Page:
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Isolation valve keeps de-isolating

(4 Posts)
RossssCan Sat 07-Oct-17 18:59:05

Really hoping someone who knows about plumbing can help

Had a plumber out today to look at a leak from a pipe in the bathroom.

He found the leak was from a failed isolator valve so he's fitted a new one. The pipe its self is cut off, I believe it was connected to an old hot water tank which is still there but obsolete. Instead of capping the water supply to this pipe, he's just put a new isolater on (he says as we're planning on putting a new bathroom in in the future, best to leave the supply there)

Plumber says the valve was 22mm (i might have misremembered that part) but he's fitted a 15mm.

Anyway, about 20 min after he left, the top of the valve has filled up and started spurting water, which we isolated. Called plumber back out who said its a new valve, there cant be anything wrong with it, and as we'd isolated it obviously we can't show him its still happening. Put it down to the new valve not being tightened enough.

Its now happened twice more. The valve seems to have opened slightly on its own, and waters coming out a little.
I can't find anything that triggers it. It's happened once when I've switched the boiler back on, but the other times the boilers been off so might be a coincidence.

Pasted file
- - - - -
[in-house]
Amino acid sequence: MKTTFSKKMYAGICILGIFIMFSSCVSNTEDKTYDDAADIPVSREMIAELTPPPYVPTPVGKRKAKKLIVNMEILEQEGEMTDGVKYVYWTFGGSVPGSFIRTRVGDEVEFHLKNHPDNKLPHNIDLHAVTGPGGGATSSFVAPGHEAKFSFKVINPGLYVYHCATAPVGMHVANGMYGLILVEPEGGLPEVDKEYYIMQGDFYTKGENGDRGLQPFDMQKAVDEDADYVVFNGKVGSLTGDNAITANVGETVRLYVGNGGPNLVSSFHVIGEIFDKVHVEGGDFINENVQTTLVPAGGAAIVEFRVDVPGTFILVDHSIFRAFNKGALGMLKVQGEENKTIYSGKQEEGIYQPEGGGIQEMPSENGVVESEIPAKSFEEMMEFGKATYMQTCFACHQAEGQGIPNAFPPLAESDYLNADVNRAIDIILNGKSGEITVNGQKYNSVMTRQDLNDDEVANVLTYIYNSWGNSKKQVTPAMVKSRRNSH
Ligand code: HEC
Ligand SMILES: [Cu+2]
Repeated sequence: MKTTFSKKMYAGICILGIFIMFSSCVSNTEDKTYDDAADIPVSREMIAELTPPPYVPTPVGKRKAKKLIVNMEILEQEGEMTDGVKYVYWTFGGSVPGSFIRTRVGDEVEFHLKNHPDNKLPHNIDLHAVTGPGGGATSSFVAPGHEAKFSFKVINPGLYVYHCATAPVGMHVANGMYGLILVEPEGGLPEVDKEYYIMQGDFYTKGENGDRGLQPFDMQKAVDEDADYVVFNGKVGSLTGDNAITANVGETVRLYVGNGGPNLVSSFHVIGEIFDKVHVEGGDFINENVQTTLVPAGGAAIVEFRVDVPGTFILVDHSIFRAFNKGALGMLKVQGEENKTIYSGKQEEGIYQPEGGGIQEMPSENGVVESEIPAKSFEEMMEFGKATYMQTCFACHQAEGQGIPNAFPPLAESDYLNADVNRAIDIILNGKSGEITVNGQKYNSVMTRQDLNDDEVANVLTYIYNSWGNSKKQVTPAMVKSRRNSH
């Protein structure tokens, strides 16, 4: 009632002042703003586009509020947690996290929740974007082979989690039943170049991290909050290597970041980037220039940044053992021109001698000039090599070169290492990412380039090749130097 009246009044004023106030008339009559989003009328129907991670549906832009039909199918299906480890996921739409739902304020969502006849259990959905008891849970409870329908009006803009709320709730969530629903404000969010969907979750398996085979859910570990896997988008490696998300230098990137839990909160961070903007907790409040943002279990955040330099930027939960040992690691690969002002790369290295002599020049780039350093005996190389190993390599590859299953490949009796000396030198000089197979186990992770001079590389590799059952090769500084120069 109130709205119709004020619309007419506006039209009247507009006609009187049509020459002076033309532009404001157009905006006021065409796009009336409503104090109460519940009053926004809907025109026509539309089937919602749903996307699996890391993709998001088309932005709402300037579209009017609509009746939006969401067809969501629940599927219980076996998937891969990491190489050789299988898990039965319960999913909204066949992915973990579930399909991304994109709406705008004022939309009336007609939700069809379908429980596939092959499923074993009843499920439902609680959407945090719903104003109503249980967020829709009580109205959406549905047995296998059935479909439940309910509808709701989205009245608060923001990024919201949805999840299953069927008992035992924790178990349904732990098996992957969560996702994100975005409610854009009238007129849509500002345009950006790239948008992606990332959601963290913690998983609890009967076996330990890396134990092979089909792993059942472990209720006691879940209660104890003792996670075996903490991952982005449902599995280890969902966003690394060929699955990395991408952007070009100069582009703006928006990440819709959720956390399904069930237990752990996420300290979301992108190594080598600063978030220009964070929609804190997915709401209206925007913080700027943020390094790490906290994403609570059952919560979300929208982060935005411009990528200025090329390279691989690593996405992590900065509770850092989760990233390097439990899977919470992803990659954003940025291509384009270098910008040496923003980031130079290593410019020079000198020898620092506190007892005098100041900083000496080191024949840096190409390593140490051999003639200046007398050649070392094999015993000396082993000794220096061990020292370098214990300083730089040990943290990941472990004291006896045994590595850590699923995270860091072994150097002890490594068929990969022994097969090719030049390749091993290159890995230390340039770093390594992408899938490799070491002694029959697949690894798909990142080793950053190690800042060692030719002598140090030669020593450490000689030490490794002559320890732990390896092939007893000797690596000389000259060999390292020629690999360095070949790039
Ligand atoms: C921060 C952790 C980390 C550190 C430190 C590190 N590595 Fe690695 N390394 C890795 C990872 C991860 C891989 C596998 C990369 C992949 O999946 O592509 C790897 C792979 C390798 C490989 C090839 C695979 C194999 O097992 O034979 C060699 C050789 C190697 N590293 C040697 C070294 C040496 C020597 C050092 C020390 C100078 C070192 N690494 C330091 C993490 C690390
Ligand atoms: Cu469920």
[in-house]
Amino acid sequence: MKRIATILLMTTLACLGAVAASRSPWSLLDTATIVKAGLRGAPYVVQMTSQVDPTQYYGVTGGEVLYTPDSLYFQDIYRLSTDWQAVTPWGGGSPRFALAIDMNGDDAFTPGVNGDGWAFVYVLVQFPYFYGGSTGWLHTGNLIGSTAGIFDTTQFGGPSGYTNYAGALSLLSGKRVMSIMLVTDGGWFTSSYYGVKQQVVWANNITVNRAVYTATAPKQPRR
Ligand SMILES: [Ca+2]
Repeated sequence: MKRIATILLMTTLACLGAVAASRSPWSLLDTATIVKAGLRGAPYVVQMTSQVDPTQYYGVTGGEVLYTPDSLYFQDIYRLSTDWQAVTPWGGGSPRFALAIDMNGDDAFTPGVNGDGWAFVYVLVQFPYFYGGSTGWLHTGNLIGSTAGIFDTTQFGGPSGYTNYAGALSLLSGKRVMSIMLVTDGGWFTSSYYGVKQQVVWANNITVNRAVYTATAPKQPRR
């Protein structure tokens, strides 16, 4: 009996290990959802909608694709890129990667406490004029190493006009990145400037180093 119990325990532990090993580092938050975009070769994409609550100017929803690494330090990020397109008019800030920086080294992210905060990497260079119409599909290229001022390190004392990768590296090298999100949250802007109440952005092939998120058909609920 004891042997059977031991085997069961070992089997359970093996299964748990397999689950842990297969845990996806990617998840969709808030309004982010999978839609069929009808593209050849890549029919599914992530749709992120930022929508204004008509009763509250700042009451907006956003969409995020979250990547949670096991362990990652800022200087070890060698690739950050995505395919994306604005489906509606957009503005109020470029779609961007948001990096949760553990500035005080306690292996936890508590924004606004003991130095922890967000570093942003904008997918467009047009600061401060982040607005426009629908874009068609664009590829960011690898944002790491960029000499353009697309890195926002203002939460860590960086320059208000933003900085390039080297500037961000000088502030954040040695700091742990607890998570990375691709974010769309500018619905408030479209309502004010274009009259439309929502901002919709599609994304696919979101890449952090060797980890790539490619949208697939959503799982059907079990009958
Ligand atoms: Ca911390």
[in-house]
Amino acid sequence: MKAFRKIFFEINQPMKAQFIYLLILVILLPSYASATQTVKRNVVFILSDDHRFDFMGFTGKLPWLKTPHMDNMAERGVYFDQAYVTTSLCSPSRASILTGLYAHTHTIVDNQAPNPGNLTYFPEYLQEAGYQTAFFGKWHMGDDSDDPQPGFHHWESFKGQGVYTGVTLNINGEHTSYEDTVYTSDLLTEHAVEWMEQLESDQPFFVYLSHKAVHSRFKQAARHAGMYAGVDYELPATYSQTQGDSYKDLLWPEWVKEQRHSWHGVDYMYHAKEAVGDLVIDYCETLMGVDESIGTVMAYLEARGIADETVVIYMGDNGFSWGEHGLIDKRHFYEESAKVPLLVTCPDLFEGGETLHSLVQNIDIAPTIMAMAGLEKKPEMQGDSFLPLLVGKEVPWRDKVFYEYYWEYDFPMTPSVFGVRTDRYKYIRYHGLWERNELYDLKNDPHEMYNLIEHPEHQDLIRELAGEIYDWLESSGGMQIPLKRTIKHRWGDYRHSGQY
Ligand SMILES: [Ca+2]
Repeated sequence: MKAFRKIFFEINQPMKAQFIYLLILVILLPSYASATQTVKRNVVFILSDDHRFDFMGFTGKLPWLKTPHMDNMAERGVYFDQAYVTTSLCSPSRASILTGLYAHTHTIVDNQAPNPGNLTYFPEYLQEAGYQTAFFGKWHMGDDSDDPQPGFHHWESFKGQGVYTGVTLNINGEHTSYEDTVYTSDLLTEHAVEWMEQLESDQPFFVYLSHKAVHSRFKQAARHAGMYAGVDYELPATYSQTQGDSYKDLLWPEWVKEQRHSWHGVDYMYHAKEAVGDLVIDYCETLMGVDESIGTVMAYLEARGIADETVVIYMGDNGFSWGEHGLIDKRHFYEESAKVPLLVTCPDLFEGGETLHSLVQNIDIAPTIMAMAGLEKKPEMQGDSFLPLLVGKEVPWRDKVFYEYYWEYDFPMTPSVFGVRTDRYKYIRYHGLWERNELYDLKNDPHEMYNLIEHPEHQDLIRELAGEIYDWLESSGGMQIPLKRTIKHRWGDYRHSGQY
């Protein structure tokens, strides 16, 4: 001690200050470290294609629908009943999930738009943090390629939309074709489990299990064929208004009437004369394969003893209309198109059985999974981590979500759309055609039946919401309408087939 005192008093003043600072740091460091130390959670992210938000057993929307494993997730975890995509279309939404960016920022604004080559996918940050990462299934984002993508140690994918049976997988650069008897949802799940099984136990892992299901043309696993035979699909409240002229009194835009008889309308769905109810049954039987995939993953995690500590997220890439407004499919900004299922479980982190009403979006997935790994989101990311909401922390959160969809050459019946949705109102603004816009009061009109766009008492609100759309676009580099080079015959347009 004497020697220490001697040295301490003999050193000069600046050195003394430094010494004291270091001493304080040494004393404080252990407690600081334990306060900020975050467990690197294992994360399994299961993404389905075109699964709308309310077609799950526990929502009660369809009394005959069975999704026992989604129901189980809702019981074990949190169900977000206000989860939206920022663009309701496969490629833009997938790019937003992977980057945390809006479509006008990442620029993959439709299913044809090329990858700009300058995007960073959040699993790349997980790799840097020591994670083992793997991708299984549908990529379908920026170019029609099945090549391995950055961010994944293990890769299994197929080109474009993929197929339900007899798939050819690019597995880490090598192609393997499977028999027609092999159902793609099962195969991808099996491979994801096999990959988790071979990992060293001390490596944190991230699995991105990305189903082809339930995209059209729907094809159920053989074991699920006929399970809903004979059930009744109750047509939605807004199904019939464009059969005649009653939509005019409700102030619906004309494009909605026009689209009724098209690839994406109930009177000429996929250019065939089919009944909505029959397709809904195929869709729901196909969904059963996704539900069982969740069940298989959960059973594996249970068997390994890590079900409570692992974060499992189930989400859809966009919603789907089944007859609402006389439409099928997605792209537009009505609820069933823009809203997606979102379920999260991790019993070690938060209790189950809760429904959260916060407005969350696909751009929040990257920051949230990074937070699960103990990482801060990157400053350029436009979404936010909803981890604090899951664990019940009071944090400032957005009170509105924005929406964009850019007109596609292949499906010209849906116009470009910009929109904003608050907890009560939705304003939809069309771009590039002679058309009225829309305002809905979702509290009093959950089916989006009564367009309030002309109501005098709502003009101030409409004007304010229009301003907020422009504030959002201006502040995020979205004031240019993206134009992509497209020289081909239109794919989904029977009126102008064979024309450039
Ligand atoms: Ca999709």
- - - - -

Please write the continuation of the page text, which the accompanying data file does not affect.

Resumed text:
Dont really want to pay for another plumber, as we can't show them whats wrong.

To top it off the main stop tap has seized (old house and recently bought it) so we can't switch the water supply off completely if going out/to bed etc, and really concerned as it seems to be happening randomly.

Really hoping someone can help. Sorry for the length.

PigletJohn Sat 07-Oct-17 22:00:17

you can get these valves for a pound a dozen, or for four pounds each.

the cheap ones leak, sometimes if you use them too much, sometimes if you don't use them, sometimes for no reason whatsoever.

don't buy this. No makers name.

buy this It is a good brand.

22mm is easily available.

If you will not want to use that pipe again, fit a stop end

johnd2 Sun 08-Oct-17 12:05:41

That plumber is not following good practice, an isolator is only for temporary isolation. He should have capped it off with a proper termination.
Regarding the actual isolator it must have some rubber seal that's squeezed and popping open or something. As piglet John says it's basically too cheap and not properly made.
Ask the plumber to return and cap it off properly with an end cap and a pipe stub.

johnd2 Sun 08-Oct-17 12:07:19

PS stop ends are suitable even if you will use the pipe again, you can even get push fit ones that can pull off without the need for tools.

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